ESP8266 is a 3V WiFi module very popular for its Internet of Things applications. ESP 8266 maximum working Voltage is 3.6V and its very important to note. You must know how to power it, how to serial-connect it with Arduino safely, how to ping and many other things. You should use software like Circuito.io, Tinkercad, Fritzing to simulate and work with the board safely. You should also use Logic Level Controller to use with ESP8266 module.
ESP8266 has 8 pins, namely:
- GPIO 0
- GPIO 2
- and GND
VCC and GND are powering pins. RX and TX are used to communicate. You should also look at ESP8266 datasheet at https://cdn.sparkfun.com/datasheets/Wireless/WiFi/ESP8266ModuleV1.pdf
There are many ways to power ESP8266 WiFi module: you can use 2 AA sized batteries for powering, PC port if you have a TTL-Serial-to-USB adapter (Don't try to connect the module to a PC serial port directly, you could cause damage to the module or to your computer!). You can use LIPO batteries to power the ESP Dev Thing board. You can use LM117 3.3V voltage regulator.
The ESP8266’s maximum voltage is 3.6V, so the thing has an onboard 3.3V regulator to deliver a safe, consistent voltage to the IC. That means the ESP8266’s I/O pins also run at 3.3V, you’ll need to Logic Level Controller any 5V signals running into the IC.
Alternatively, if you have an external, regulated supply you’d like to deliver directly to the ESP8266, you can supply that voltage through the 3V3 pin (on the I2C header). While this voltage doesn’t have to be 3.3V, it must be within the range of 1.7-3.6V.
You can also power ESP using two AA batteries. Positive from batteries to VCC of ESP and GND to GND of ESP 8266.
I have used Tinkercad to show how the board can't handle even 0.1 extra. The maximum voltage you can give is 3.5V. You should use such simulation software to look that the power you are delivering to ESP is safe or not.
The level converter is very easy to use. The board needs to be powered from the two voltages sources (high voltage and low voltage) that your system is using. High voltage (5V for example) to the ‘HV’ pin, low voltage (3.3V for example) to ‘LV’, and ground from the system to the ‘GND’ pin.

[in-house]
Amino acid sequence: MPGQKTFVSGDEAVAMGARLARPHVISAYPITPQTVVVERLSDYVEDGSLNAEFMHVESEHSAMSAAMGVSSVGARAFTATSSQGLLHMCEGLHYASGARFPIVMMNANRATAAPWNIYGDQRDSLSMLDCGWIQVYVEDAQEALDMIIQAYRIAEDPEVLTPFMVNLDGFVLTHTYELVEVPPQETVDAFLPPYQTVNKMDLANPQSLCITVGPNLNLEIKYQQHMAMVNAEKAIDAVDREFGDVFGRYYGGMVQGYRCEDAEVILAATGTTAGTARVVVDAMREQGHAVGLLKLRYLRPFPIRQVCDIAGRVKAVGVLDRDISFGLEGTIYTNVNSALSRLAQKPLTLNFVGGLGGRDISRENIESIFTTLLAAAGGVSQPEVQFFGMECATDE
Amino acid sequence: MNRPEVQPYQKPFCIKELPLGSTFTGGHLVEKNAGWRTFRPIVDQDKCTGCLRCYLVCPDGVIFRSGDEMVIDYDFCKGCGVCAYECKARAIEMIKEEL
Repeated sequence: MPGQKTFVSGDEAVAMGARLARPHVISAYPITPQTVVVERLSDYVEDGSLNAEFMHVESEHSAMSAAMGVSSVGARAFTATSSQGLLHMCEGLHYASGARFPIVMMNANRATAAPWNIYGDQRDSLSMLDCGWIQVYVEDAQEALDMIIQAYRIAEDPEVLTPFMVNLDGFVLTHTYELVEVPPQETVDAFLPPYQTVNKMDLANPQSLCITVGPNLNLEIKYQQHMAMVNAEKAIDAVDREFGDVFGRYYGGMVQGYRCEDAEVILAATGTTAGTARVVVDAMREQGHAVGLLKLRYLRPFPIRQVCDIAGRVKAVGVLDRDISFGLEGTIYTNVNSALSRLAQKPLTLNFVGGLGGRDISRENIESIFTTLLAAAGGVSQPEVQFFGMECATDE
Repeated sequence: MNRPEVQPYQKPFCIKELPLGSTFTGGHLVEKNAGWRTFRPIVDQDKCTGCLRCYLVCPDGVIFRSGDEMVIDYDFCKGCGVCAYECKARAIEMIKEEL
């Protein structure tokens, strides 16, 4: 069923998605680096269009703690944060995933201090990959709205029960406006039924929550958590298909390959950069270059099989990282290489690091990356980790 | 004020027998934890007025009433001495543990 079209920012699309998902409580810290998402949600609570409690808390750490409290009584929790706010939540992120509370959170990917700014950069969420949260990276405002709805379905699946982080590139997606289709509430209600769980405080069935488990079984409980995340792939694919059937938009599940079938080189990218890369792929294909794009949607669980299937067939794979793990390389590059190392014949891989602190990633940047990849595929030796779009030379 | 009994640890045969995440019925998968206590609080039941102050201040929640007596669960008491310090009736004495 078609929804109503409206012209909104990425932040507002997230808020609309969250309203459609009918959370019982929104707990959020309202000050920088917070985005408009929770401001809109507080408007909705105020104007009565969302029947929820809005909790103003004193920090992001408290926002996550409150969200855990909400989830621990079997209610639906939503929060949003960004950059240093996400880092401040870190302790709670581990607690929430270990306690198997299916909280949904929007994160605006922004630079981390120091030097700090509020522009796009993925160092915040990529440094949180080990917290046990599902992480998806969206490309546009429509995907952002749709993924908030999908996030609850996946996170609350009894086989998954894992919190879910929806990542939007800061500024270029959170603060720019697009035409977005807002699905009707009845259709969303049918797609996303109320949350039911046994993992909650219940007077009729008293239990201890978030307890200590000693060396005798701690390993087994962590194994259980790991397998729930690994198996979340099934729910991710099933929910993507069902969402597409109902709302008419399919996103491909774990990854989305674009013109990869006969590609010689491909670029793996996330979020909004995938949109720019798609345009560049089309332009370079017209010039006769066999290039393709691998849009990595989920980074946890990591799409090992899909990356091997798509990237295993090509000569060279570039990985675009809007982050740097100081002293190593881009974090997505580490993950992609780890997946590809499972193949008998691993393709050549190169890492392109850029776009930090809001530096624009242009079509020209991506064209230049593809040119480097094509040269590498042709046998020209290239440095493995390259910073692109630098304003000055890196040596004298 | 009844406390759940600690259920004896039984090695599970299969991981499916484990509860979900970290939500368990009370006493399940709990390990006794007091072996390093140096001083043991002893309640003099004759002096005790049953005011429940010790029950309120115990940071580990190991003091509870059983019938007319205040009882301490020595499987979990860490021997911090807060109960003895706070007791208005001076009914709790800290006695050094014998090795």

To communicate with ESP8266 via Arduino UNO you will need a Logic Level Controller in between to safely work with ESP8266.
For Connecting ESP TO Arduino, Connect ESP8266 RX to Logic Level Controller Level 1.
- Connect ESP TX to Logic Level Controller Level 2.
- ESP VCC to Arduino UNO 3.3V
- Logic Level Controller Level to Arduino 3.3V.
- Logic Level Controller GND To Arduino GND.
- ESP GND to Arduino GND.
- ESP CH_PD To Arduino 5V.
- Logic level Controller HV to Arduino 5V.
- Logic Level Controller HV1 to Arduino 11th pin.
- Logic Level Controller HV2 to Arduino 10th pin.
Test code is given in code section below.
Click on Start, Run, and type CMD and press enter. Type IPCONFIG and press enter. Type PING and the IP address of your module. A successful PING request will always return a set of numbers. If you get "Request Time Out" messages it means that something isn't communicating.
Then write your IP address to your web browser and now you can communicate with ESP8266 Module.
I use this software to safely run my projects in reality. This software also guides you to wiring and also gives you a test code.
You can find this software in apps section on Hackster.io. Circuito.io gives you choices to build your project. Now you have to add connectivity as ESP8266 WiFi module. You can also add input and outputs.
Click on Add Connectivity and then select ESP8266 WiFi module. Then click on Preview button. You should get Schematic as below.
You can also see its Project Guide. Isn't it useful?